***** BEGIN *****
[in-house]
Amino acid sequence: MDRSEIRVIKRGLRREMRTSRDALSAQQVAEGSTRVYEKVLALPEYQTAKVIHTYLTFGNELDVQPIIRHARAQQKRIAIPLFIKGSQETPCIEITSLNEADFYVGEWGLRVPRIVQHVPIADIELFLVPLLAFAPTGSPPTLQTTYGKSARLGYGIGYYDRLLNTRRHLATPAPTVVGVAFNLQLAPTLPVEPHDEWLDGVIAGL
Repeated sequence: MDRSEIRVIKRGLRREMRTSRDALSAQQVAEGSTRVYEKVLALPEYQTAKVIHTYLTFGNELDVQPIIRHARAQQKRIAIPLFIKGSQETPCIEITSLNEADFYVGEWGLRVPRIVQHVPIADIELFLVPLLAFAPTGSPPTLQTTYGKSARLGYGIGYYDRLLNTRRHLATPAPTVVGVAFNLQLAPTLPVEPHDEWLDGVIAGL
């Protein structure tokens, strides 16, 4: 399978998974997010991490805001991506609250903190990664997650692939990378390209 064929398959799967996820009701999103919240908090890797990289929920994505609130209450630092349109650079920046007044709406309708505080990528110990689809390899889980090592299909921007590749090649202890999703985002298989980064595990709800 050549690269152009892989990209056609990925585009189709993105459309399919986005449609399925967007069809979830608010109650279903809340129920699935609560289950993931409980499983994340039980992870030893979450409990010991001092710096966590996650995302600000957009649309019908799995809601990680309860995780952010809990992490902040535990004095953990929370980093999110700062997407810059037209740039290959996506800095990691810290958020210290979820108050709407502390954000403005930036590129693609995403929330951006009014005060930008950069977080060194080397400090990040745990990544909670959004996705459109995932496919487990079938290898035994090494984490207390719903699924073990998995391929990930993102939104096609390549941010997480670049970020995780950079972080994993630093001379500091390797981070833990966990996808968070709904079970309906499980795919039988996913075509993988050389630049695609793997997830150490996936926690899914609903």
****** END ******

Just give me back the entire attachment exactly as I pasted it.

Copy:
[in-house]
Amino acid sequence: MDRSEIRVIKRGLRREMRTSRDALSAQQVAEGSTRVYEKVLALPEYQTAKVIHTYLTFGNELDVQPIIRHARAQQKRIAIPLFIKGSQETPCIEITSLNEADFYVGEWGLRVPRIVQHVPIADIELFLVPLLAFAPTGSPPTLQTTYGKSARLGYGIGYYDRLLNTRRHLATPAPTVVGVAFNLQLAPTLPVEPHDEWLDGVIAGL
Repeated sequence: MDRSEIRVIKRGLRREMRTSRDALSAQQVAEGSTRVYEKVLALPEYQTAKVIHTYLTFGNELDVQPIIRHARAQQKRIAIPLFIKGSQETPCIEITSLNEADFYVGEWGLRVPRIVQHVPIADIELFLVPLLAFAPTGSPPTLQTTYGKSARLGYGIGYYDRLLNTRRHLATPAPTVVGVAFNLQLAPTLPVEPHDEWLDGVIAGL
């Protein structure tokens, strides 16, 4: 399978998974997010991490805001991506609250903190990664997650692939990378390209 064929398959799967996820009701999103919240908090890797990289929920994505609130209450630092349109650079920046007044709406309708505080990528110990689809390899889980090592299909921007590749090649202890999703985002298989980064595990709800 050549690269152009892989990209056609990925585009189709993105459309399919986005449609399925967007069809979830608010109650279903809340129920699935609560289950993931409980499983994340039980992870030893979450409990010991001092710096966590996650995302600000957009649309019908799995809601990680309860995780952010809990992490902040535990004095953990929370980093999110700062997407810059037209740039290959996506800095990691810290958020210290979820108050709407502390954000403005930036590129693609995403929330951006009014005060930008950069977080060194080397400090990040745990990544909670959004996705459109995932496919487990079938290898035994090494984490207390719903699924073990998995391929990930993102939104096609390549941010997480670049970020995780950079972080994993630093001379500091390797981070833990966990996808968070709904079970309906499980795919039988996913075509993988050389630049695609793997997830150490996936926690899914609903």